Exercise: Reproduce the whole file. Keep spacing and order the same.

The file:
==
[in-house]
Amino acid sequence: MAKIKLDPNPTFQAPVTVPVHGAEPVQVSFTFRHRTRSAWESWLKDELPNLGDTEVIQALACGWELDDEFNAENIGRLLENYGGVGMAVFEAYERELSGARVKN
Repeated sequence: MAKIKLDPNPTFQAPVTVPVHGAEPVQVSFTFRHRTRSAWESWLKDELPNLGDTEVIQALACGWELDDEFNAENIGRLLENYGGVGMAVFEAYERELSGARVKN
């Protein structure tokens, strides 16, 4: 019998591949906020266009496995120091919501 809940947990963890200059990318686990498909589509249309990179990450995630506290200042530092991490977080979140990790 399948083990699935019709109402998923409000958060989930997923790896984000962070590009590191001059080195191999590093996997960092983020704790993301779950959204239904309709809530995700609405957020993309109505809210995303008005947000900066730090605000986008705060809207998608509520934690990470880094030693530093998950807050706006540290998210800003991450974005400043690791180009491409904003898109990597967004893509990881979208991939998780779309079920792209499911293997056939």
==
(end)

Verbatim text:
[in-house]
Amino acid sequence: MAKIKLDPNPTFQAPVTVPVHGAEPVQVSFTFRHRTRSAWESWLKDELPNLGDTEVIQALACGWELDDEFNAENIGRLLENYGGVGMAVFEAYERELSGARVKN
Repeated sequence: MAKIKLDPNPTFQAPVTVPVHGAEPVQVSFTFRHRTRSAWESWLKDELPNLGDTEVIQALACGWELDDEFNAENIGRLLENYGGVGMAVFEAYERELSGARVKN
């Protein structure tokens, strides 16, 4: 019998591949906020266009496995120091919501 809940947990963890200059990318686990498909589509249309990179990450995630506290200042530092991490977080979140990790 399948083990699935019709109402998923409000958060989930997923790896984000962070590009590191001059080195191999590093996997960092983020704790993301779950959204239904309709809530995700609405957020993309109505809210995303008005947000900066730090605000986008705060809207998608509520934690990470880094030693530093998950807050706006540290998210800003991450974005400043690791180009491409904003898109990597967004893509990881979208991939998780779309079920792209499911293997056939």